By Dillon Schupp
My grandmother was an amazing woman. She wasn’t perfect- but I always loved spending time over at her house. Especially for the food. My gosh- the food!
There was one thing about her house, however, that used to really confuse me as a kid: it was cluttered. I’m not talking about a general sense of messiness that would characterize, say, my room as a kid.
No, I’m talking about there were boxes of stuff everywhere. Endless boxes stacked, in some cases, to the ceiling. Stuffed in all corners of the house. These boxes even filled the garage and most of another storage shed.
I finally asked my dad about it one day, and he told me this: Grandma grew up in the Great Depression. She knew what it was like to have absolutely nothing, and during that time she and her siblings learned not to throw away anything– because it could always be used for something.
And even though the Depression was decades in the rearview mirror, that behavior still stuck with her the rest of her life, resulting in the nearly endless stockpiling of stuff (even random Time magazines!) that, once stored, were never seen- or used- again.
You know what’s interesting?
The way my grandmother approached stockpiling things in the name of “I might need it one day” is often the same way many people in our region of the country approach God.
God in a box: out of sight, out of mind. But I might need Him one day.
In our region of the country, it’s still “the right thing to do” to say you believe in God. It’s still somewhat culturally acceptable to believe the Bible is God’s Word. It’s fairly rare in our area to find someone who will come right out and say that God doesn’t exist.
And yet that apparent belief in God in the lives of many, and perhaps most people, is as pointless as my grandmother’s stockpiling of random stuff.
Sure, there’s a general belief in God. There might even be a specific belief in Jesus as the Son of God who died on a cross and rose again to make a way for people to come back to God. There may be an acknowledgement that prayer is important- and that it needs to be put back in school, along with the Bible. And, of course, such a person will argue passionately about the truth of these things on social media- perhaps even on their way to (occasionally) church on Sunday.
But all that belief about God is often, at least functionally, put in a mental box out of sight and out of mind. How can you tell?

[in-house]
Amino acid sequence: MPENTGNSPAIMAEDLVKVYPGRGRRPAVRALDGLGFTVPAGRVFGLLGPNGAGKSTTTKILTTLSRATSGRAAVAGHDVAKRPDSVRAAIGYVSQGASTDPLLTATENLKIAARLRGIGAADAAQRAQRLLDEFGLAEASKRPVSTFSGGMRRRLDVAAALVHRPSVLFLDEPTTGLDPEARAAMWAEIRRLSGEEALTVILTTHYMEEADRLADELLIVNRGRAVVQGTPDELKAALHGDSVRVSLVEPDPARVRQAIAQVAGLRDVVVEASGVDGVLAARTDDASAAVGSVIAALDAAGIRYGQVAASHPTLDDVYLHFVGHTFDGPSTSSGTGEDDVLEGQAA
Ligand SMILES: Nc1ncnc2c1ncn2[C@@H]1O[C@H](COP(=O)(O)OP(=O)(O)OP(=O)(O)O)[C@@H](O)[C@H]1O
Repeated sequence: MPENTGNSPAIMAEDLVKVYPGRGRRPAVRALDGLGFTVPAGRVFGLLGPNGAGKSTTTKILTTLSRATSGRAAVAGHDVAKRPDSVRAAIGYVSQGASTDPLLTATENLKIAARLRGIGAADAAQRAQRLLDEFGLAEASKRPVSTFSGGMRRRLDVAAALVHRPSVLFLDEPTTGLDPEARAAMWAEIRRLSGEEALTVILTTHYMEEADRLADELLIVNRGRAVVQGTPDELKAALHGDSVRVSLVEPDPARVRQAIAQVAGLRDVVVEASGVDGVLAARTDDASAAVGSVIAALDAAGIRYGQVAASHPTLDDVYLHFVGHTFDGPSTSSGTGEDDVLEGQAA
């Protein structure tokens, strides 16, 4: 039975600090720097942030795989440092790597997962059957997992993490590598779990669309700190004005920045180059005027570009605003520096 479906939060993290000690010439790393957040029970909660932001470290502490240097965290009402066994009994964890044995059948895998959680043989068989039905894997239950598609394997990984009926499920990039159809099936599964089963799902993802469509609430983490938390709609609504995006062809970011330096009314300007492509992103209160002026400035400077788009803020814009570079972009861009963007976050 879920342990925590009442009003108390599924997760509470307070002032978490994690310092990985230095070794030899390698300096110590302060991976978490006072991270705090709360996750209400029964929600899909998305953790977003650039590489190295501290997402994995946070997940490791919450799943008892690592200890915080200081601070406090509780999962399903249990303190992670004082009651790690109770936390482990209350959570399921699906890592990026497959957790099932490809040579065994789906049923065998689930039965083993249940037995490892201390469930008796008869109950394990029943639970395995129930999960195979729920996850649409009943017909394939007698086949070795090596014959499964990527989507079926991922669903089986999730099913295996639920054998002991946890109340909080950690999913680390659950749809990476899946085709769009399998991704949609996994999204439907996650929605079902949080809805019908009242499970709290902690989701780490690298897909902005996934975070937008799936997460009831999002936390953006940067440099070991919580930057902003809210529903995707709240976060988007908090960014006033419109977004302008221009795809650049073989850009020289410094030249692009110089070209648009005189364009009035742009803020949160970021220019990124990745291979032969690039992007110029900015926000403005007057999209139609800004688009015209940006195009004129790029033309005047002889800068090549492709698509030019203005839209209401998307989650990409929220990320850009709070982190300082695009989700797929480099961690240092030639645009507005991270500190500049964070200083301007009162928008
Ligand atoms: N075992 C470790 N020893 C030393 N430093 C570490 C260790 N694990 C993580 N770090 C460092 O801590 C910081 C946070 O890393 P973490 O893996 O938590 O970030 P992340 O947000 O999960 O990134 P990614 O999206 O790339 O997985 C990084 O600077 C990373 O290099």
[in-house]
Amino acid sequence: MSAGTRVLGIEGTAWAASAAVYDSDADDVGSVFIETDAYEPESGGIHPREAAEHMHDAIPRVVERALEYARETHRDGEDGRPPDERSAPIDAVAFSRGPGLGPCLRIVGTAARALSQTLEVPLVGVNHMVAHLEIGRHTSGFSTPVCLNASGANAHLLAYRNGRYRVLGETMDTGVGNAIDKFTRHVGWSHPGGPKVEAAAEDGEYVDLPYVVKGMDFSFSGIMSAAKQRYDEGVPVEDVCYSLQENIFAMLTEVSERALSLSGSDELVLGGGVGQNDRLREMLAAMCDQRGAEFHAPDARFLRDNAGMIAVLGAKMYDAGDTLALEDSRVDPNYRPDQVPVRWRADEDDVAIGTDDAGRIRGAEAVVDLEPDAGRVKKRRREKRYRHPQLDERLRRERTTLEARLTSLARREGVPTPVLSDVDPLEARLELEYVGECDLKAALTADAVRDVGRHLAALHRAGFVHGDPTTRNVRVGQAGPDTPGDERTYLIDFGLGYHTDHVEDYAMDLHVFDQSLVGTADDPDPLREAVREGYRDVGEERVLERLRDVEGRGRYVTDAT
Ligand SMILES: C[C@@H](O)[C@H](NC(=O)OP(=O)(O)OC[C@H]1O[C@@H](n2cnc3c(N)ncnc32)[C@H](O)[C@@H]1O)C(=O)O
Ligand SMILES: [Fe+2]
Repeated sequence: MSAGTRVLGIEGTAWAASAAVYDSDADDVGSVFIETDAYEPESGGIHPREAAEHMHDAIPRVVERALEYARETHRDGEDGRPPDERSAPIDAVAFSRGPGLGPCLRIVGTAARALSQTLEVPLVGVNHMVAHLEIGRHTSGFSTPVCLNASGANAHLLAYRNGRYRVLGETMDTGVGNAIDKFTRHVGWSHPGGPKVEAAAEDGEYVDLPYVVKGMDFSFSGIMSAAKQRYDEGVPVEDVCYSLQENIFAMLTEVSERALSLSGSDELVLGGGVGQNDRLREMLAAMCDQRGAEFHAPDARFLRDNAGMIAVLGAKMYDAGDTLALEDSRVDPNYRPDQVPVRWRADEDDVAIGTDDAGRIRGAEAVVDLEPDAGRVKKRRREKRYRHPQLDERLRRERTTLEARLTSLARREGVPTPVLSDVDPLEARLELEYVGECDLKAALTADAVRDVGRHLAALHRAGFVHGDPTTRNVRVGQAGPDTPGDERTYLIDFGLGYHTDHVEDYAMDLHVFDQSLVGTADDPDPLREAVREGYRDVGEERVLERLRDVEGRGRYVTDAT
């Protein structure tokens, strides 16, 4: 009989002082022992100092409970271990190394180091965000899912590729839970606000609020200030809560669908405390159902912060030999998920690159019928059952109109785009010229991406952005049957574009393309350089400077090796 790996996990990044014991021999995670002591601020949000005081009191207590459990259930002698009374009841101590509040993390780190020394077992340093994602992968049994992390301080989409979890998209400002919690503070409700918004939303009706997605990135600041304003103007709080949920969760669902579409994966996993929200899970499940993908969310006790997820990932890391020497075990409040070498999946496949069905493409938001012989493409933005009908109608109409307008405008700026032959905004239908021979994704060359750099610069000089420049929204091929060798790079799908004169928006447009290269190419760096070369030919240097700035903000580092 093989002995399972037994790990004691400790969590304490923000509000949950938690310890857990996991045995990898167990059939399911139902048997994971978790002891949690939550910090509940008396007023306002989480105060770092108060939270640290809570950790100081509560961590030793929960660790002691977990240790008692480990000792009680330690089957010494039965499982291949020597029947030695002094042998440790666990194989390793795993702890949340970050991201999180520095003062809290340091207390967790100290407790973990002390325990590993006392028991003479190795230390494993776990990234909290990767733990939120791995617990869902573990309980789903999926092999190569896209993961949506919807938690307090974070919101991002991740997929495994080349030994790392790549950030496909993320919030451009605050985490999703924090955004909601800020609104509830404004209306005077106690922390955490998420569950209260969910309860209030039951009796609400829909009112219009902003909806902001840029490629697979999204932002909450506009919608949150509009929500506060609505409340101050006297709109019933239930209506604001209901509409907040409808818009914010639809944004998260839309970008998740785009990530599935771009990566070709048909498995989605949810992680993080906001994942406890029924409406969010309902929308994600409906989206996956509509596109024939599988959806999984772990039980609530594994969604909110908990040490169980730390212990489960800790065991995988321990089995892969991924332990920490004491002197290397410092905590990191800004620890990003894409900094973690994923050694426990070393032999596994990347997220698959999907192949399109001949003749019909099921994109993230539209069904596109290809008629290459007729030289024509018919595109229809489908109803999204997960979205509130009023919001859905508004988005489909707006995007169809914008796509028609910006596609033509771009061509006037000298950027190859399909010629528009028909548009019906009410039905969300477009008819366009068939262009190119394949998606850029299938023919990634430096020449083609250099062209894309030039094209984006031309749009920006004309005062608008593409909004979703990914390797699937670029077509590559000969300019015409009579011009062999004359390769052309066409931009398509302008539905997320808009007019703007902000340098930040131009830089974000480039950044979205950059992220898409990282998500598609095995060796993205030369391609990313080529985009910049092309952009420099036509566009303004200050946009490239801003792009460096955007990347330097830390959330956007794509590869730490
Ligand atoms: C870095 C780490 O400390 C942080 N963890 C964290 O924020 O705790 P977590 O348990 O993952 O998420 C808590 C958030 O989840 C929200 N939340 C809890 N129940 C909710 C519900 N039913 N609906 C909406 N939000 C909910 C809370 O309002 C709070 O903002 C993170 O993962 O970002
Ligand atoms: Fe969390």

It has little to no impact on the way a person lives day-to-day.
It doesn’t change the way a person talks to or about people. It doesn’t change the way a person interacts with others. It doesn’t change a person’s habits or priorities. It doesn’t make a person more concerned about others ahead of their own interests.
But throw a crisis into that person’s life, and they go running to the “God box” in prayer. After all, this is exactly what they’ve kept God around for. He’s handy in a pinch.
There’s a problem with this kind of so-called “belief”: It’s not really belief. It’s superstition. Kind of like avoiding the number thirteen, rubbing a rabbit’s foot, or going through the exact pre-game ritual before a ball game.
It might make you feel better; but it doesn’t really do anything for you. It’s practically useless.
Unfortunately, that’s what “belief in God” is for many- perhaps even most– people in our area of the country has become.
And that’s not even real belief.
Real Belief Changes You
A guy named James, who happened to be the brother of Jesus, was aware of this dynamic.
(As an aside: one of the greatest arguments for the truth of Christianity is Jesus brother believed Jesus was God. If you have a sibling, you’ll know how utterly crazy that is- and yet James argued for it, apparently convinced by seeing Jesus after Jesus rose from the dead.)
James would go on to write a letter to a group of Christians in the first century, and one of the most memorable lines he penned was this:
In the same way, faith by itself, if it is not accompanied by action, is dead. (James 2:17 NIV)
The point James was making is this: so called “faith”- or “belief”- that has no impact on a person’s life is useless. It’s dead.
Real faith (or belief), on the other hand, changes you. It changes how you think, how you act, how you relate to others. It changes your habits, your priorities, and how you go about your life. True belief isn’t God-in-a-box to be used if you need Him; true belief in God alters the entirety of your life and changes who you are.
That’s the kind of belief our world needs.
Our world has no need for people who claim to believe in God and yet live as if He doesn’t exist. All that produces is judgmental hypocrites who believe they are better than everyone else even though they live like everyone else.
No, our world needs people who have the kind of belief in God that has transformed them into loving, compassionate, gracious, kind, forgiving people; people who are serious about obeying God, loving other people, and reflecting those priorities in their lives.
That kind of faith is not just transformative for an individual- it’s attractive to others.
And it’s infinitely more helpful to our world than the kind of superstitious belief that has God stuck in a storage box somewhere just because you might use Him one day, because true belief in God is not something you use in a pinch; it’s a relationship with your Creator that rearranges your life and makes you helpful to others.